This year’s TEDxBoulder brought a comic artist, a visual designer and a medical professional to the stage at Macky Auditorium on Sept. 17 and revived the spirit the event is known for. Titled “Discovery & Wonder,” the event was filled with innovative ideas and engaging presentations on subjects ranging from gut bacteria to goal-setting to water as a tool for peace instead of war.
Despite more than a handful of technical difficulties, the night flowed naturally from one act to the next, and the crowd’s enthusiasm encouraged even the most nervous of speakers to open up on stage.
Those who have attended in previous years may have recognized co-host Ash Beckham, who has spoken at TEDxBoulder multiple times and holds the most-watched TEDx talk ever, Coming Out of Your Closet, with over 5.2 million views on YouTube. She started the the night by asking the audience to widen the space between fact and fear, and called it curiosity.
“Be willing to relearn the things you know,” Beckham requested of the audience.
This open-minded perspective lasted throughout the night, as the speakers introduced “ideas worth spreading.” The topics ranged broadly, yet each one spurred a passionate reaction of standing ovations.
Cecilia McDonald, medical professional, focused on her experience being intersex, an umbrella term for people whose reproductive and/or sexual qualities defy typical male-female norms. She urged other intersex people to “come out” in order to help de-stigmatize this reality that affects about 1.7 percent of the human population, and also implored medical professionals and parents to be conscientious when approaching this condition with their patients and children.
The technological side of the night included Michael Allen Nesmith, a visual designer at Amazon. His talk was groundbreaking, as Nesmith is deaf. To adapt to the hearing audience, he performed his speech in American Sign Language while a professional interpreted it aloud. He explored the idea of universal design, discussing how accessibility in every aspect of life — from revolving doors to webpages — ultimately helps everyone, not just those who are disabled.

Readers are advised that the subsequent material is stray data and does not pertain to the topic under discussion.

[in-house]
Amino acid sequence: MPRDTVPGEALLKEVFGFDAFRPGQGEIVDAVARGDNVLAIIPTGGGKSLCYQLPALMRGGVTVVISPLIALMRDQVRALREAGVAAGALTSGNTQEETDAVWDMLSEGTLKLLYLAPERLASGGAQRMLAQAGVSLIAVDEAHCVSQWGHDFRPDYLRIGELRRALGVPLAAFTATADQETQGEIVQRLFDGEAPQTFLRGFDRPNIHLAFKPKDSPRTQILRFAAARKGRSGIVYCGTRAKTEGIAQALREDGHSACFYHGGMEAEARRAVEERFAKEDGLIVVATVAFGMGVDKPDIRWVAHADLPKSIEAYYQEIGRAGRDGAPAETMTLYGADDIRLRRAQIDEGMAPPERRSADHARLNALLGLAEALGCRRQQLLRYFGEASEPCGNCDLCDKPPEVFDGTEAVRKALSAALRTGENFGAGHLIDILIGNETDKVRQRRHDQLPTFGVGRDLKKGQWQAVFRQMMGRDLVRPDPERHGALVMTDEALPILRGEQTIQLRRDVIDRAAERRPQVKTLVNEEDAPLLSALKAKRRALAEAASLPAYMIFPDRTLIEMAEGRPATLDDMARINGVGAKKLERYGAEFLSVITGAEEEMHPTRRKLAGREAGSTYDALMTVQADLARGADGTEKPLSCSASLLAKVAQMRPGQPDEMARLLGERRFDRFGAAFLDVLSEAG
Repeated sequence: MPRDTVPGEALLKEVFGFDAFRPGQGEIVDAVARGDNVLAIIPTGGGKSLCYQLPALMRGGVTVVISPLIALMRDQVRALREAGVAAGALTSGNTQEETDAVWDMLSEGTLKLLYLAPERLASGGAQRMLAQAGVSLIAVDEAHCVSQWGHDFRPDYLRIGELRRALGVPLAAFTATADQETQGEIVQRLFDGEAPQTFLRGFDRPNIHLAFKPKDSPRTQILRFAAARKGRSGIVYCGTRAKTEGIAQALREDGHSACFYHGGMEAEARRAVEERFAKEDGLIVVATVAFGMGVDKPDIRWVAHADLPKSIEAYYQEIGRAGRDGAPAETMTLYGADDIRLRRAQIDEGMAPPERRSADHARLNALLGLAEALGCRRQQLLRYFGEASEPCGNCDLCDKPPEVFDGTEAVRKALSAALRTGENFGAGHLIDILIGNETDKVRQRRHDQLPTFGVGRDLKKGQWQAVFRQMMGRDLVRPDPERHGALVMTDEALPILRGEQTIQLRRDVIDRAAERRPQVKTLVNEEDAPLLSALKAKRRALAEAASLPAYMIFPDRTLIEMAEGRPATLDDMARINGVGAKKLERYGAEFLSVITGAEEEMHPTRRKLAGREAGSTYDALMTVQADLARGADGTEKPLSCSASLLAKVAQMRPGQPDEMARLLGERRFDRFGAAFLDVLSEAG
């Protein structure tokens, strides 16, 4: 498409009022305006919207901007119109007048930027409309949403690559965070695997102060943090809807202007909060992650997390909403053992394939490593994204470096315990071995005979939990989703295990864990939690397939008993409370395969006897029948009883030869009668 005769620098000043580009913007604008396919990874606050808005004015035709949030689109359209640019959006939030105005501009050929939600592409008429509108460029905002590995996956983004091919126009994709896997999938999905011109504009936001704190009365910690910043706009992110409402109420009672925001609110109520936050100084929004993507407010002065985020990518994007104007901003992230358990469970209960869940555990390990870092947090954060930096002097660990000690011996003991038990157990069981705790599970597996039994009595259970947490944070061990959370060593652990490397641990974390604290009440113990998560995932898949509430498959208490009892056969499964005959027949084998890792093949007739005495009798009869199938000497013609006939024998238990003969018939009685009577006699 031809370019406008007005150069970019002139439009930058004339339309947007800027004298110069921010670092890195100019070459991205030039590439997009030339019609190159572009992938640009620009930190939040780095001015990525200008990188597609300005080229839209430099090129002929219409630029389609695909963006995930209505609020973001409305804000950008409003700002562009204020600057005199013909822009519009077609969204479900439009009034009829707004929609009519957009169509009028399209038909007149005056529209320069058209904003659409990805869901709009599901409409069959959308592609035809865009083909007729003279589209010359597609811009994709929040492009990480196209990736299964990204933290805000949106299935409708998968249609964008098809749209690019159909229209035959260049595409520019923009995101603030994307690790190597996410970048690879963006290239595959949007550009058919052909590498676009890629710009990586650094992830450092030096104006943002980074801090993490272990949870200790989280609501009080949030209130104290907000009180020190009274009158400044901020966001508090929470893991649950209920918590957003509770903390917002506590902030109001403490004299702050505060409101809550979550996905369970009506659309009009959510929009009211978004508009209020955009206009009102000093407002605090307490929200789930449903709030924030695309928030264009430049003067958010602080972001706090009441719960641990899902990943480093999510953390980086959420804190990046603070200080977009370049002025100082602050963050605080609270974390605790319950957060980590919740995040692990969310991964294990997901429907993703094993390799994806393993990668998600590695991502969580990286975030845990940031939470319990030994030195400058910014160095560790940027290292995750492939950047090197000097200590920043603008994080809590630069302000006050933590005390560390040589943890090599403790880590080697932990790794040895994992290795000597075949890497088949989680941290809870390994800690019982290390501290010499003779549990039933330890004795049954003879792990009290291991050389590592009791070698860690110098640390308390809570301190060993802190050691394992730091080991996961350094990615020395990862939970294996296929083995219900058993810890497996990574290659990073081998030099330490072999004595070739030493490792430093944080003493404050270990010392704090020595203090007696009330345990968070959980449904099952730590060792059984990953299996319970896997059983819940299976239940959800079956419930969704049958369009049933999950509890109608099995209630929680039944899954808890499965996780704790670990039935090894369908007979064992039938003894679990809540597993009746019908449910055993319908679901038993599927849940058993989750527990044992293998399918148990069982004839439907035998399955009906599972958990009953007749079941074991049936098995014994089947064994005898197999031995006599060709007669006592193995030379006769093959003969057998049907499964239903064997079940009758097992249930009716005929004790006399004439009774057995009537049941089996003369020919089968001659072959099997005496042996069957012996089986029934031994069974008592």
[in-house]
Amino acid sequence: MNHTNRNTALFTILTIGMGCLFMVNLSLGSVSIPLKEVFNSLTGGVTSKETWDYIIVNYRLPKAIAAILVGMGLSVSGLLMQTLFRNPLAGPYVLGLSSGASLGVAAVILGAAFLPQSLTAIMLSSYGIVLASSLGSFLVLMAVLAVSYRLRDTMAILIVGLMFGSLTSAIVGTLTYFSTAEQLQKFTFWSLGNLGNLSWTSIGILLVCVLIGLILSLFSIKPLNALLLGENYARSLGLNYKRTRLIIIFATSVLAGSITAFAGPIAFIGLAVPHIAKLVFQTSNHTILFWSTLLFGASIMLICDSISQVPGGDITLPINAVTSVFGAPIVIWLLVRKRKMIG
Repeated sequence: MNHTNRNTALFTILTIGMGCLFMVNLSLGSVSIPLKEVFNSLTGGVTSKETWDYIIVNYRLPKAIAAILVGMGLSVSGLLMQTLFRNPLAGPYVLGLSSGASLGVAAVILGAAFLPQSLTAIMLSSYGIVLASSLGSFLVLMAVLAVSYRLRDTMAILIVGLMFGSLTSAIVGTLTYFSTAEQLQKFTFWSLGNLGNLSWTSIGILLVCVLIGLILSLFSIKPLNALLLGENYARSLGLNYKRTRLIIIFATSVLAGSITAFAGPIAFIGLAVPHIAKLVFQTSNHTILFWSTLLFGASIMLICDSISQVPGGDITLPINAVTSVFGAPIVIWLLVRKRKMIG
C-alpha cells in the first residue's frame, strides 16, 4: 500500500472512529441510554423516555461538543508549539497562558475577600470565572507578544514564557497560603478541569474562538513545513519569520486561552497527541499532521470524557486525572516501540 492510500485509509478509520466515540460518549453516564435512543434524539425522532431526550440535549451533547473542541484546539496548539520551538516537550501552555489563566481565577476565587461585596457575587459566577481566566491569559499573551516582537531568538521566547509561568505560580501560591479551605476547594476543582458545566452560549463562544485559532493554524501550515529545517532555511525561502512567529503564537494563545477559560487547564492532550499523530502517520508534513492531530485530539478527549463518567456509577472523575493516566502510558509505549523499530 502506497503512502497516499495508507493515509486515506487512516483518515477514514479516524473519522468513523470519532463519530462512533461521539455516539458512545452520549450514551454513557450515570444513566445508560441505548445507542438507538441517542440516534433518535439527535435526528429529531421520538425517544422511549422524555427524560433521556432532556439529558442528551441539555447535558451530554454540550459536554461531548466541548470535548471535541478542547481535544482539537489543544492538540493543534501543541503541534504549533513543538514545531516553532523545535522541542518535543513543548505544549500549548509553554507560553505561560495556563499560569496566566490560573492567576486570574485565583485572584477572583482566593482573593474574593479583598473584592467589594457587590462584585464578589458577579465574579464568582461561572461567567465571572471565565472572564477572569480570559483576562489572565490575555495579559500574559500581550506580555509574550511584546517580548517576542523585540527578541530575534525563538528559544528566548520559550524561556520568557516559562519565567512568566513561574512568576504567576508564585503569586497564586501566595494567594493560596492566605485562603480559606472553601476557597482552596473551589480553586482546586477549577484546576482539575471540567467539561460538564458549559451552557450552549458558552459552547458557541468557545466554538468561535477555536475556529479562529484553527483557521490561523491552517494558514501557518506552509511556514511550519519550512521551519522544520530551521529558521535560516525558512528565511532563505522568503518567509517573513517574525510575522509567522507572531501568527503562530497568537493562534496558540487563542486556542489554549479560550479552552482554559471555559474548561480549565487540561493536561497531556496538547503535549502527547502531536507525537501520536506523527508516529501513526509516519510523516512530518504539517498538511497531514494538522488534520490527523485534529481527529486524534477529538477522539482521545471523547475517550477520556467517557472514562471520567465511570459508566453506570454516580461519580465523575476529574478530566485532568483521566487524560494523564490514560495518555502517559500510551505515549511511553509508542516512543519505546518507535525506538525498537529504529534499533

Toward the end of the event, Leah Pearlman, the creator of the online web series Dharma Comics, talked about growing up as an overachiever. Pearlman said she always strived to be the best in everything she did, but after having worked at tech companies like Facebook, where she helped set up the “like” button system, she realized that drawing comics and self-improvement were what she desired out of life. She suggested that others do the same and follow what makes them happy. She surprised each audience member with a free copy of her latest book Drawn Together, which will officially be available on Oct. 4.
The night included a few other delights for the audience, including a local and organic dinner organized in part by the Boulder Farmers Market with fresh fruit and snack samples. Local band Banshee Tree played after working through technical difficulties to deliver a lively performance with liberal use of the washboard. Boulder transplant Otis Taylor’s bluesy roots jams brought life and soul to the second half of the night with his unique sound on the electric banjo.
Some residence halls attended together, including Kittredge Central, as did many students from CU’s engineering program. TedxBoulder had a little bit of something to pique the interest of every audience member. For those who were unable to attend, the talks will be posted online at Tedx within the next few weeks.
Contact CU Independent News Staff Writer Lucy Haggard at Lucy.Haggard@colorado.edu.